Town Square 49 Radio
Despite growing up in Alaska, there are some youth in Anchorage who have not spent much time outdoors. Fortunately for these kids, there are youth summer programs aiming to get them outside, and some programs even pay.
Today we’re eating well on the ocean. About three years ago Jack and Barbra Donachy decided to move to Alaska from California in pursuit of a subsistence lifestyle.
Today they are teachers in Point Hope, and spend their summers on a boat in Seward. They named it Bandon.
It’s 5:40am, on Saturday. Way early than I usually wake up. I’m going to try and slip out of here without waking the wife and the dog. Let’s go do some birding.
Our guide today is Zac Clark. He’s doing what birders call a “Big Day.”
The Ship Creek area is mostly known for its fish and trains, but this group is hoping they can expand that.
Anchorage Community Works was founded by four friends who decided to renovate an old warehouse off Ship Creek Road for their building. The plan is for the building to be a shared workspace for local artists.
Today we’re biking in Kincaid Park. The mountain bike trails, known as singletrack, are one of the park’s most popular features, and draw all kinds of riders.
Diana Maioriello is here today with her family, who range from age 12 to about 50. They’re all avid bikers, and today they’ll be trying out the single track for the first time.
Today we take a look inside Teen Underground, a place for teenagers meet at the Loussac library to work on creative projects.
The first kids I meet are Alexis and Patricia. They’re best friends, and they inform me that when they first came to Teen Underground they just knew they were going to hate it.
Today we’re growing up in Anchorage. Many people who move to Alaska end up never leaving, but what about the people who grow up here and then move away? Jana Nelson came to Anchorage in 1948, when she was just six years old.
Now, Nelson has created a website dedicated to the Anchorage she remembered.
Today we learn how to take an epic Alaskan journey on the cheap. Luc Mehl has lived in Alaska most of his life, and he does not waste an opportunity to be outdoors.
Luc has done it all – from skiing down volcanoes to pack rafting through craters. Most recently he traversed and climbed the three largest peaks in North America. That’s more than 800 miles of hiking, biking, skiing and rafting.
Today we’re talking chickens. Mara Bacsujlaky is a bit of a chicken expert. In addition to raising her own chickens, she hosts workshops, handles them for her job at the University of Alaska Fairbanks.
And, she writes a blog dedicated to them. She is a fan.
Today we’re making homemade bacon.
In his Peters Creek home, Erik Johnson is prepping a massive amount of meat to make some of his signature bacon. This man is no stranger to meat. In addition to bacon, Johnson makes sausage and jerky, both with wild game and store-bought meat.
Today we meet the newest addition to the Alaska Zoo: a baby polar bear named Kali. The cub was recently put on display for its very first media photo shoot.
What’s a Melitzanosalata, and how do you make it? On this week’s Town Square 49 Radio, we’re talking to Laurie Constantino, chef, author, and teacher.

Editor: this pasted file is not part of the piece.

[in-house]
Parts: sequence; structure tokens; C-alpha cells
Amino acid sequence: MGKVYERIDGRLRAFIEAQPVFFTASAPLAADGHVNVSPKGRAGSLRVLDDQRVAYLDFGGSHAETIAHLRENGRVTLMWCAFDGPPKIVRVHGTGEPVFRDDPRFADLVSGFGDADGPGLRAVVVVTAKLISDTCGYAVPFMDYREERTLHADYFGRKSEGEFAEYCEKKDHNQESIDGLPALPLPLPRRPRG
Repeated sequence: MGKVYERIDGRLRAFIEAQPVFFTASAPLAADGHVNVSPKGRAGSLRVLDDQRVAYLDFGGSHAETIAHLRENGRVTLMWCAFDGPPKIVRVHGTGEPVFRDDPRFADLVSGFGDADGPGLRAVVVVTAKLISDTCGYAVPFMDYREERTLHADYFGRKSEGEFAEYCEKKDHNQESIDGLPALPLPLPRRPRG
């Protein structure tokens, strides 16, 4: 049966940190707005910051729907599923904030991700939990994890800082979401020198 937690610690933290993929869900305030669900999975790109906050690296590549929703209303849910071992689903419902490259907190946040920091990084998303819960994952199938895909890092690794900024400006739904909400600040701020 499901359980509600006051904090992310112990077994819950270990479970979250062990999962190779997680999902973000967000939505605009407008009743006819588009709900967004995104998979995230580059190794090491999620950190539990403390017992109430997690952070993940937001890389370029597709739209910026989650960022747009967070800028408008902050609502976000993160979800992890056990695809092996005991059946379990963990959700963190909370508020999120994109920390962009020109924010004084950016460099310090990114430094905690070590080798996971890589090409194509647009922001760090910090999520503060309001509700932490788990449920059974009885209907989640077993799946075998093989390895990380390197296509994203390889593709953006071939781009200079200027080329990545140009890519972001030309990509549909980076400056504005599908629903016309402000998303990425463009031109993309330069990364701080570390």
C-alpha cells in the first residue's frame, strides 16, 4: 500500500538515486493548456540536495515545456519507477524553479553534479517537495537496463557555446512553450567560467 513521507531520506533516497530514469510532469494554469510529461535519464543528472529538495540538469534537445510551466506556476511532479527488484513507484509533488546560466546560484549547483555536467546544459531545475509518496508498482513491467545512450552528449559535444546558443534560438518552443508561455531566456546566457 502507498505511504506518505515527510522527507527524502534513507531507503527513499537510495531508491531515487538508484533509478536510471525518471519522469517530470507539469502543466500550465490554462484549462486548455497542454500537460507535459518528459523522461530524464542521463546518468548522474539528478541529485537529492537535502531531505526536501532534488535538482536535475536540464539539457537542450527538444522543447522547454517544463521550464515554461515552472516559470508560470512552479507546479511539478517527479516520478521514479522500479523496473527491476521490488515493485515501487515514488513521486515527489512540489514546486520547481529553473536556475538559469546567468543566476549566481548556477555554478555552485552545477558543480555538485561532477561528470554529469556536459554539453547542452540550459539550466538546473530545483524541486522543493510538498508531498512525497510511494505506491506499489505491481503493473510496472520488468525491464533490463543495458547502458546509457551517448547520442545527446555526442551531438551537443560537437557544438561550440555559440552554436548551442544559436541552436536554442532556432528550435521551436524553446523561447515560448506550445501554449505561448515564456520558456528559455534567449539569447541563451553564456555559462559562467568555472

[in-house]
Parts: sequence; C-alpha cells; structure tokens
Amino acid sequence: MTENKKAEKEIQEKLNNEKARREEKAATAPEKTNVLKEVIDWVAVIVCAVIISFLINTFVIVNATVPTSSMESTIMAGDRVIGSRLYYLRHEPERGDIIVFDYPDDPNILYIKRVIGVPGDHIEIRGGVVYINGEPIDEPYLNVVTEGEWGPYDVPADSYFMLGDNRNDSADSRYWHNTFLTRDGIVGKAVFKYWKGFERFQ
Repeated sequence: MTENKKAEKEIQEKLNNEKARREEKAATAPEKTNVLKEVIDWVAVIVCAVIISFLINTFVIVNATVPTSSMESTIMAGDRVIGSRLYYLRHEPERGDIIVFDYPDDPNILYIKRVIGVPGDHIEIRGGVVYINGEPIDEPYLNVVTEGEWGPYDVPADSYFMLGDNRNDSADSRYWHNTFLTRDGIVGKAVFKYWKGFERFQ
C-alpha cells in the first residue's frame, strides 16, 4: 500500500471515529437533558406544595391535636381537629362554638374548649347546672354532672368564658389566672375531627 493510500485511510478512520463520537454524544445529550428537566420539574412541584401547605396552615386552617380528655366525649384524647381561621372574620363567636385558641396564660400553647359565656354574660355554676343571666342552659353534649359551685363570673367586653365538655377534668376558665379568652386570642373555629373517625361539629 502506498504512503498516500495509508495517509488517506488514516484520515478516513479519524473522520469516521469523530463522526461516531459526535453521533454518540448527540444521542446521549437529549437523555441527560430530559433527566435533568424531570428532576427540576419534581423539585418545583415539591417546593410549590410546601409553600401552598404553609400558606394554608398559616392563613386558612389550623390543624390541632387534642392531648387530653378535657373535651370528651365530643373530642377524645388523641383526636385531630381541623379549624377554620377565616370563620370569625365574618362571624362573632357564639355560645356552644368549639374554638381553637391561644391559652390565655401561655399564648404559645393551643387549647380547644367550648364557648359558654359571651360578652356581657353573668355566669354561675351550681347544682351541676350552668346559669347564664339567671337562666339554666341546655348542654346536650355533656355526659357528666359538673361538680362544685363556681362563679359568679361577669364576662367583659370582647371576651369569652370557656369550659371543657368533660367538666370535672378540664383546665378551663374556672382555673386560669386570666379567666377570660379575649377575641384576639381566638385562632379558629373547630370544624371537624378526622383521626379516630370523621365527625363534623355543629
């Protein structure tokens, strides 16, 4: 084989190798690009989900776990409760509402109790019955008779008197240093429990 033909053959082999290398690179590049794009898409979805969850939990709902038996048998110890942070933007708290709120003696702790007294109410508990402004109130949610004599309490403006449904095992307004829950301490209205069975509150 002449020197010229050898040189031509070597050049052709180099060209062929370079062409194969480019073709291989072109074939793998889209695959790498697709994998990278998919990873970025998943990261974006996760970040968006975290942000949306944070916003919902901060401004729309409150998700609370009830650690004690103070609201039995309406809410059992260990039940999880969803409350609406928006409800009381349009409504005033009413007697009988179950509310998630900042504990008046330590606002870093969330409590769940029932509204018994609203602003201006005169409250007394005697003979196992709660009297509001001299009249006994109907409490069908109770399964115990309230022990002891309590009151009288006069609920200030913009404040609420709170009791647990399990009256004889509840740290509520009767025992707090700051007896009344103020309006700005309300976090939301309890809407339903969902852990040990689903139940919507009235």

Today we hear what happens when you combine fishing with rap music. Eli Fields was born and raised in Kodiak, and he discovered his love for music early.
Fields is just 17 years old, but he already has a proper studio album in the bag. His debut, Paper and Crayons was released earlier this month.
Today we’re selling cookies in the name of science. Girl Scout Troop 9170 is not your typical group.
They go by the name “Electronically Overdressed Senioritas,” and they use their funds raised from selling cookies to build robots.
Recently I met up with Todd Salat, a photographer that makes his living shooting the auroras. Tonight he’s chosen a peak in the Eagle River highlands to start his shift.
Being a professional aurora photographer may sound like the best job ever, but Salat says it can be shaky. It’s kind of like being a commercial fisherman.
Today we’re visiting the Anchorage Museum’s newest exhibit: “Arctic Flight.”
The first thing you see when entering the exhibit is a cherry red 1928 Stearman. And your first question might be, “How did they get an airplane to the third floor of the museum?”
Today we’re going on an art walk. Jean Bundy has been doing these walks annually for about four years in the Anchorage area. For her, it’s about discovering new and interesting artists.
Bundy belongs to a very distinguished group called the International Association of Art Critics. Only about 400 people in the entire country can boast the title, and getting it isn’t easy.
The majority of Alaskans do their fishing in the summer months, but there are some that take advantage of the peace and quiet that winter lends to their favorite fishing holes, which in most cases, are still full of fish.
Currently though, we aren’t catching anything.
The United Way of Anchorage is putting on their third annual Walk for Warmth this weekend. The event began as an effort to aid people with living costs during the winter, and to prevent homelessness.
Meghan Clemens, the project’s manager, says rent and utility assistance together the single biggest unmet need the United Way sees in Anchorage.
There’s a new dance company in town, and they’re not afraid to mix genres.